In a prior blog, I listed 16 good practice suggestions for SDOs (Standards Development Organizations).
One suggestion was:
"Make optional standards, not required standards, so that the user community is not locked into one implementation."
This suggestion seems to defy common sense. The purpose of a standard is to provide a common process for a user community. Wouldn't a standard lose its significance if it were designed to be one of many?
First off, remember that I'm only addressing data standards (not physical standards). Data standards are special because, in many cases, you can interconvert data from one standard to another quite easily. Data standards are usually developed to facilitate data exchange and interoperability in a defined data domain. It is seldom the case that a given data standard will have universal appeal. We have dozens (if not hundreds) of image format standards. The multiplicity of standards can be useful. There are times when a GIF format is superior to a JPEG and other times when a PNG format is appropriate. Most people who work with images have robust file conversion applications that make it easy to exchange many different image formats.
Yet somehow, when a committee gets together to write a data standard, they often develop a very self-centered culture that tries to eliminate the "competing" standards.
If a data domain has one standard, then patents that encumber the uses of the standard will impact negatively on everyone. If a data domain has multiple standards, then the user community can simply switch between available standards to avoid patent prosecution. They might use one standard to accomplish a task that is exempt from patent infringement (typically the task for which the standard was designed and for which no patents apply). If/when a newly patented use of the one standard emerges, the user can avoid legal headaches by switching to another data standard not covered by the patent. It's really quite simple.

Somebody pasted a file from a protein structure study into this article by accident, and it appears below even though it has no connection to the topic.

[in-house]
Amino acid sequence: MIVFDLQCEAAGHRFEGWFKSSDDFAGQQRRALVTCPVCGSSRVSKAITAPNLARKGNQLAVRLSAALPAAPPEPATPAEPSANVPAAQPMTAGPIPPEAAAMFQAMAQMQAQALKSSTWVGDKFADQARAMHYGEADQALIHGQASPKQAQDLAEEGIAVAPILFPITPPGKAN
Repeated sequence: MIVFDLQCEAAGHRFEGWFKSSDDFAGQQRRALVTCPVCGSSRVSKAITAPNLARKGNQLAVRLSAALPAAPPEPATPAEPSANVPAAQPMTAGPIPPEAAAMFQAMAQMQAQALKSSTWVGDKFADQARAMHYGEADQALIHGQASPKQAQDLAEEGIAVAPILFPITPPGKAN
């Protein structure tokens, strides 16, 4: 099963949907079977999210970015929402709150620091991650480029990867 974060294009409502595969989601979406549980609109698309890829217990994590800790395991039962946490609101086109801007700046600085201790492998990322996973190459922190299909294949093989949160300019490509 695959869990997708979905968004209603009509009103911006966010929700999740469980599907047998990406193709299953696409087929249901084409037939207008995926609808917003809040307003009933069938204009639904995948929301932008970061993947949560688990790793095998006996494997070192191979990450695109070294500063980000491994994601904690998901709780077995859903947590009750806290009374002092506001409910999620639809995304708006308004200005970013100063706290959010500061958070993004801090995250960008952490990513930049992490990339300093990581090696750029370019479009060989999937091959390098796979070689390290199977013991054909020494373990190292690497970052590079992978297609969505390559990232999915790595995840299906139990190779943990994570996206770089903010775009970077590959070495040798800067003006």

Members of data standards committees should understand that the purpose of any standards effort is to serve the user community with improved methods for exchanging data, for software interoperability and for enhanced opportunities to use data. A data standard is just an arbitrary document. It hardly even rates as a "thing" since it has no physical existence. SDOs should try to make new standards that fill a particular utility "niche" not covered by other standards in the same domain. If users gravitate to the standard in preference to other standards, that's OK. But crushing the "competition" should not be a goal for any SDO.
My book, Principles of Big Data: Preparing, Sharing, and Analyzing Complex Information was published in 2013 by Morgan Kaufmann.
I urge you to explore my book. Google books has prepared a generous preview of the book contents. If you like the book, please request your librarian to purchase a copy of this book for your library or reading room.
tags: big data, metadata, data preparation, data analytics, data repurposing, datamining, data mining